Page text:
Is it legal to hire based on your social media profile?

(Jason A. Howie/ Flickr)

(Jason A. Howie/ Flickr)

As winter semester comes to a close, students scramble to submit job applications in hopes of landing a summer job. More employers are requiring candidates to include their social media account names in the application process. But what exactly are individuals agreeing to when they send their account user names?

This was the exact discussion at the “Is that legal? Ethical? Hiring Using Social Media/Web Results” event hosted Wednesday by the Career Development and Employment Centre at Ryerson University.

Kyle Tettman, district manager at Launch! marketing agency, and David Goodis, director of legal services and general counsel at the Office of the Information and Privacy Commissioner of Ontario, discussed how much information employers can gather on potential employees via social media.

Students may not be aware they have a right to informational privacy, meaning a right to control the collection, use and disclosure of personal information.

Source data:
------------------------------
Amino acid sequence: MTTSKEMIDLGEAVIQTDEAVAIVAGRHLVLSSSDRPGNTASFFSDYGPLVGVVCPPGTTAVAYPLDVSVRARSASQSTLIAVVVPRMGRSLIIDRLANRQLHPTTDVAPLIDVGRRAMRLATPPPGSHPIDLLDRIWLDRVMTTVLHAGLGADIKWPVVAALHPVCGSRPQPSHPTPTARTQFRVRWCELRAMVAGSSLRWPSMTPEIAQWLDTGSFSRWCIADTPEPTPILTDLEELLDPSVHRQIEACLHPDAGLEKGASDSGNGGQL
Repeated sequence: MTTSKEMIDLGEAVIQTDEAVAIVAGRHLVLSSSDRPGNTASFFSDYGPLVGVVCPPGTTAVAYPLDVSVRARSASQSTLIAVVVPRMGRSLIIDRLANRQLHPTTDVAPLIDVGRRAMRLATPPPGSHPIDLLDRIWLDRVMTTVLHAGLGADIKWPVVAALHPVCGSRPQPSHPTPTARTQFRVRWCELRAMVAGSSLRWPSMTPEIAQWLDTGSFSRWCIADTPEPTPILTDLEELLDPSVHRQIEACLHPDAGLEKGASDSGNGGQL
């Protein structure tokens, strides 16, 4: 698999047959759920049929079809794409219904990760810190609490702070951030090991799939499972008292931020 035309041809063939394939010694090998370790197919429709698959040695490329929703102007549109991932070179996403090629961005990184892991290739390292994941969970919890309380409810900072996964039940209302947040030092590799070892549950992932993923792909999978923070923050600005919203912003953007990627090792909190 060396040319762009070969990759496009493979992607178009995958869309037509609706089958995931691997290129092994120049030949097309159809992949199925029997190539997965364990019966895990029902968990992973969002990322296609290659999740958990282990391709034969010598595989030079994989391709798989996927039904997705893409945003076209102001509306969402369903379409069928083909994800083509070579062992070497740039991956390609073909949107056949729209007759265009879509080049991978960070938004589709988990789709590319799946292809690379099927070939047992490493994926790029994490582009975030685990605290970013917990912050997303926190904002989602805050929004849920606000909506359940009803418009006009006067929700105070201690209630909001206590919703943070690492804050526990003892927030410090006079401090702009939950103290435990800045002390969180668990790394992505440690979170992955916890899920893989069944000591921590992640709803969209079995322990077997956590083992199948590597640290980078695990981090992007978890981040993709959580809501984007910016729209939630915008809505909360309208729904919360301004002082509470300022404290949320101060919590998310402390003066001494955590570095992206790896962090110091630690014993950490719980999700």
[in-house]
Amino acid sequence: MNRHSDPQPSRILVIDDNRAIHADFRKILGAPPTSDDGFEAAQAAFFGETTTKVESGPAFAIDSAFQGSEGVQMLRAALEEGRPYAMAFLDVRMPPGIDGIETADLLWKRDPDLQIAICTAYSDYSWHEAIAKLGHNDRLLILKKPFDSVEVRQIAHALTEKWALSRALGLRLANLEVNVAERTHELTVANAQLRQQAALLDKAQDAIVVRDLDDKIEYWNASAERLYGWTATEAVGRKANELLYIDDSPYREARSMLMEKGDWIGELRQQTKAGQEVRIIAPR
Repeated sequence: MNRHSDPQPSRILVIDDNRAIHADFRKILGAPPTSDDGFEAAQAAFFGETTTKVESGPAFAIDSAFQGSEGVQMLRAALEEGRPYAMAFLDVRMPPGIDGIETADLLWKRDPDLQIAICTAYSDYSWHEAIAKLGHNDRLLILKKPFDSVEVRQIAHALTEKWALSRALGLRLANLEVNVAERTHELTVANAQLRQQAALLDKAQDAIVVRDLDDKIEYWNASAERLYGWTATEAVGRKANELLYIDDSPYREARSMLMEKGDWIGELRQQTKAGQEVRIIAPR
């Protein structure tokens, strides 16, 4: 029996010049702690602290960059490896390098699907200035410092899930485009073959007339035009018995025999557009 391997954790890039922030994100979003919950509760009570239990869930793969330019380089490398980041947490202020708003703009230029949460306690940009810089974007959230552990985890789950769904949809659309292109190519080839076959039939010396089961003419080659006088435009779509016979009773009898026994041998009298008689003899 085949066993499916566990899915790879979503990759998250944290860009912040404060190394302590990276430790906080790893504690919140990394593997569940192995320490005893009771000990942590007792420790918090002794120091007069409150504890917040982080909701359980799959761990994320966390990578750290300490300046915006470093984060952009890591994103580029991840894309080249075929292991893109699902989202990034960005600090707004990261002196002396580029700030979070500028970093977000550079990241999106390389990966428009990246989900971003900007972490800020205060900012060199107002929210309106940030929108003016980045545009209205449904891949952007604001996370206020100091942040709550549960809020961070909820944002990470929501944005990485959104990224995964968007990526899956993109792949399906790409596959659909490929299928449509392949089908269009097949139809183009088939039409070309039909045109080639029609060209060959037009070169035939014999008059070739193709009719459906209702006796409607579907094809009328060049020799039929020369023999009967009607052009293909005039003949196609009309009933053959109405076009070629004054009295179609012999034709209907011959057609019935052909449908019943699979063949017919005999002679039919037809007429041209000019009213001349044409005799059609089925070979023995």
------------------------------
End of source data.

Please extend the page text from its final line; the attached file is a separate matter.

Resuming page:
“This almost becomes like a Charter value. Privacy has a fundamental place in a modern democracy. This ability shouldn’t be taken away from you,” says Goodis.

The extent to which a company can use social media and background checks depends on whether they are a public or private organization.

For a public company such as Ryerson University, a background check is allowed if it is first legally authorized and secondly necessary to the hiring process.

For private organizations, a check is only allowed if a candidate gives consent. When consent is given, employers are able to look at personal information on social media profiles freely.

It’s also important to note that even though information may pop up on a Google search, that doesn’t mean it’s public knowledge. Organizations still may not be able to collect it and use it towards examining whether a candidate is a good fit.

But, ultimately it is the student who controls what is posted on their accounts and the impression they give, says Tettman.

“Set the breadcrumbs to where you want them to go,” he says. “Meaning you control what people think about you when they search your profiles online.”

He encourages students to be mindful of what they’re posting and tweeting. It’s not just about ensuring there’s nothing illegal on your social media accounts, but examining the image they portray.

What people see online should match your real self, but it should also look okay. “Doing a keg stand isn’t illegal, but it doesn’t look great as your display picture either,” he says.

Tettman and Goodis said their organizations do not “Facebook creep” or look up an individual’s social media accounts without permission when deciding on interviewees for a potential position.

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